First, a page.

Intensive Outpatient Programs

Intensive outpatient programs provide structured treatment that works around your life and schedule. You live at home while attending therapy sessions at the treatment center. Treatment is typically 10 hours per week or more and may be during the day or even in the evening. Treatment will include individual and group therapy as well as other educational programming to help give you the skills to stay clean and sober. 

Aftercare

As you complete your treatment, you’ll need a plan to support your recovery as you reenter and rebuild your life. Your post-treatment plan is called aftercare. Your aftercare plan should include living arrangements, employment or going to school, and ongoing support for you. As you rebuild your life, you’ll need to find activities that give you a sense of purpose. You may find purpose in work or school, in volunteering, or in supporting others in recovery. You will also need community. This may include trusted and supportive family or friends or support groups. 

Sober Living

 

If you don’t have a safe, supportive home environment to live in during or after your treatment, then you may want to look into sober living. Sober living homes are group homes. You’ll live with others who are recovering from addiction.

Sober living homes have rules and structure. You’ll be expected to stay clean and sober. You may also have a curfew, which is a set time to return home. Some homes require you to be employed, going to school, or be actively seeking employment. You may also be required to pay rent or utilities and contribute to the house through doing chores.

You may also be required to attend group house meetings. As you go through the challenges of returning to your daily life, you’ll have supportive housemates to help you through your recovery. You won’t have to worry about being tempted by illicit substances in the home. You’ll have safety and security as you regain your footing.

Support Groups

As you finish treatment, ongoing support is essential for your continued recovery. One of the best ways to find this support is through support groups. There are a variety of support groups available, and attending multiple groups can be helpful as you find your footing in your new life.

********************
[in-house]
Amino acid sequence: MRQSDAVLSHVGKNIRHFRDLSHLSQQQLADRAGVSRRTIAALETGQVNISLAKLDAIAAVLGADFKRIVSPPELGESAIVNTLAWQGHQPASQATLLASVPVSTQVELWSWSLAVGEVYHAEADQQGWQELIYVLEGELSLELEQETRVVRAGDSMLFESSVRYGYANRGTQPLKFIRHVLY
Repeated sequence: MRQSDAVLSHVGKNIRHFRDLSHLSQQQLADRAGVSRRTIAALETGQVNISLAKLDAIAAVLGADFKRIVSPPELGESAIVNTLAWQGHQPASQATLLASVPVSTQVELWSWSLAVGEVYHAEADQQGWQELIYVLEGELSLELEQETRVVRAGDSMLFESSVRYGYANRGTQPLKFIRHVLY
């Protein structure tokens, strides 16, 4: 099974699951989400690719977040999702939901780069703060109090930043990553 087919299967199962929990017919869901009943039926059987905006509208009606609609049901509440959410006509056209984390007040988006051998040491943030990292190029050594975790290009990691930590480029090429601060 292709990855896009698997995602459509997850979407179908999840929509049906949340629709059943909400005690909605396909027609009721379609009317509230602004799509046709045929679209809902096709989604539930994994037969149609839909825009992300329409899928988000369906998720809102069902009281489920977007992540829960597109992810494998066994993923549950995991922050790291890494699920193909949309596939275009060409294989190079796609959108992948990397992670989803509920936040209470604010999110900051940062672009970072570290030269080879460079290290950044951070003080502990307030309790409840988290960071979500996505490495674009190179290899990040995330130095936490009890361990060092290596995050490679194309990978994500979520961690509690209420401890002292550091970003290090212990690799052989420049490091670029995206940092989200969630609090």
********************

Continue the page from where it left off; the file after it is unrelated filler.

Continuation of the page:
Twelve-step groups such as Alcoholics Anonymous and Narcotics Anonymous provide support for many recovering addicts. They hold regular meetings, where you share your experiences as well as listen to the stories and experiences of others. You may also read and discuss excerpts from Alcoholics Anonymous literature. As part of a 12-step group, you’ll be expected to work through the steps. Many members have sponsors, who are more experienced members who help you work through the steps. As you gain experience and spend time in recovery, you may find it beneficial to serve as a sponsor to other members.

You may also find support through other community support groups. These may be led by a mental health professional, and they may have a specific focus. There may be groups specifically for women or for LGBTQ individuals, for example. To find a local group, you may be able to get a referral from your treatment center or through local non-profit organizations. 

Individual Counseling

Individual counseling after you finish treatment can help you continue your recovery. Working with a counselor one-on-one provides you with focused attention on your needs. A counselor can serve as a sounding board as you work through your daily challenges. They can help you develop and refine the skills you learned in recovery so you can stay clean and sober.

To find a counselor, you may be able to get a referral from your treatment center. You can also look for recommendations from local non-profits or fellow recovering addicts. You may want to meet with more than one counselor in order to find someone that’s a good fit. When you meet, you can ask about their approach to therapy and how they would support you in your recovery. If they seem like a good fit, then you would meet with them once per week, or more if needed.